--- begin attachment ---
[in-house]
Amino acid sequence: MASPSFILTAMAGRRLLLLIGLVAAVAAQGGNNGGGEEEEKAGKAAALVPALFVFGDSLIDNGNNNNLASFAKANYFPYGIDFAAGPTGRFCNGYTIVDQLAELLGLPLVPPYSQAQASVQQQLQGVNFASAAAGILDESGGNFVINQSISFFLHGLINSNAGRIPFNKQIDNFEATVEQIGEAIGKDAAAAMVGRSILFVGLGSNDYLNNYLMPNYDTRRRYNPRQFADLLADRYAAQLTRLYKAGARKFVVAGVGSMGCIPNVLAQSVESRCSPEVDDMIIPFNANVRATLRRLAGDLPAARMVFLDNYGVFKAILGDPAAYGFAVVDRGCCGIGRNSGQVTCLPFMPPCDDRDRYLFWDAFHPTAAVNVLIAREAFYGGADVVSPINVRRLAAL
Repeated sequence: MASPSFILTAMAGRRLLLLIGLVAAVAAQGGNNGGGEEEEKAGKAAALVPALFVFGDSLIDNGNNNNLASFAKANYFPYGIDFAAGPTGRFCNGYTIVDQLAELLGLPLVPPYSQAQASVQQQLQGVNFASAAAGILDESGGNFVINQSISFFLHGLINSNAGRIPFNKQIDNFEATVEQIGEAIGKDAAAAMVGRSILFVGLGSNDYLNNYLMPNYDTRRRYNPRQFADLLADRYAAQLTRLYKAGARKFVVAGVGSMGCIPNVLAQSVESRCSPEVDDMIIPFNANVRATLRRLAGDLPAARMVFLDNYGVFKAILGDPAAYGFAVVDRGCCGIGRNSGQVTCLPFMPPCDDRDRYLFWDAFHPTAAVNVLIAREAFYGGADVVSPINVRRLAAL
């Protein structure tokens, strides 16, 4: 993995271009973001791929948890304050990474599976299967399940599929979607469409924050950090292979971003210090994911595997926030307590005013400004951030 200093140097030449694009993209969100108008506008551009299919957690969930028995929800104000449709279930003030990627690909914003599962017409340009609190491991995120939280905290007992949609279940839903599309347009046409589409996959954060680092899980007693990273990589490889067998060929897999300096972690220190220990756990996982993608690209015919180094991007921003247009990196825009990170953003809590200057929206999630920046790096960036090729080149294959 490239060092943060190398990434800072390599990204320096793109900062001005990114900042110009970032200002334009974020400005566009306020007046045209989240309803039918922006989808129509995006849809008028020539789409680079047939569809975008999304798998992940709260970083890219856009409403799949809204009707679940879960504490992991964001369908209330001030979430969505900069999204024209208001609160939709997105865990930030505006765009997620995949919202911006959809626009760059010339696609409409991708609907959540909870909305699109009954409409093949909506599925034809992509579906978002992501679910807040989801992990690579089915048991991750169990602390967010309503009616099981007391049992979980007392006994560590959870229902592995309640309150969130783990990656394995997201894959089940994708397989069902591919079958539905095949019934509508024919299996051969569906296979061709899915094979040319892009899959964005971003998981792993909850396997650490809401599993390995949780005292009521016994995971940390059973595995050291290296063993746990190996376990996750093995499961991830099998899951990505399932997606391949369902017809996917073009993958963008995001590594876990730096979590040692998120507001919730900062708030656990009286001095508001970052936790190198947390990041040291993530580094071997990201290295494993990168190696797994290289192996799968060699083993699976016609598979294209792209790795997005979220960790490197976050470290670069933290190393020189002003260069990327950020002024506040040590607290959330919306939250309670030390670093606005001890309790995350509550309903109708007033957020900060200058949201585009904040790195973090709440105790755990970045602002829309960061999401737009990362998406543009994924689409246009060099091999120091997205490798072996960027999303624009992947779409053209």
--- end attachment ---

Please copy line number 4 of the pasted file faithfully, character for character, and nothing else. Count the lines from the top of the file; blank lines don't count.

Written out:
């Protein structure tokens, strides 16, 4: 993995271009973001791929948890304050990474599976299967399940599929979607469409924050950090292979971003210090994911595997926030307590005013400004951030 200093140097030449694009993209969100108008506008551009299919957690969930028995929800104000449709279930003030990627690909914003599962017409340009609190491991995120939280905290007992949609279940839903599309347009046409589409996959954060680092899980007693990273990589490889067998060929897999300096972690220190220990756990996982993608690209015919180094991007921003247009990196825009990170953003809590200057929206999630920046790096960036090729080149294959 490239060092943060190398990434800072390599990204320096793109900062001005990114900042110009970032200002334009974020400005566009306020007046045209989240309803039918922006989808129509995006849809008028020539789409680079047939569809975008999304798998992940709260970083890219856009409403799949809204009707679940879960504490992991964001369908209330001030979430969505900069999204024209208001609160939709997105865990930030505006765009997620995949919202911006959809626009760059010339696609409409991708609907959540909870909305699109009954409409093949909506599925034809992509579906978002992501679910807040989801992990690579089915048991991750169990602390967010309503009616099981007391049992979980007392006994560590959870229902592995309640309150969130783990990656394995997201894959089940994708397989069902591919079958539905095949019934509508024919299996051969569906296979061709899915094979040319892009899959964005971003998981792993909850396997650490809401599993390995949780005292009521016994995971940390059973595995050291290296063993746990190996376990996750093995499961991830099998899951990505399932997606391949369902017809996917073009993958963008995001590594876990730096979590040692998120507001919730900062708030656990009286001095508001970052936790190198947390990041040291993530580094071997990201290295494993990168190696797994290289192996799968060699083993699976016609598979294209792209790795997005979220960790490197976050470290670069933290190393020189002003260069990327950020002024506040040590607290959330919306939250309670030390670093606005001890309790995350509550309903109708007033957020900060200058949201585009904040790195973090709440105790755990970045602002829309960061999401737009990362998406543009994924689409246009060099091999120091997205490798072996960027999303624009992947779409053209």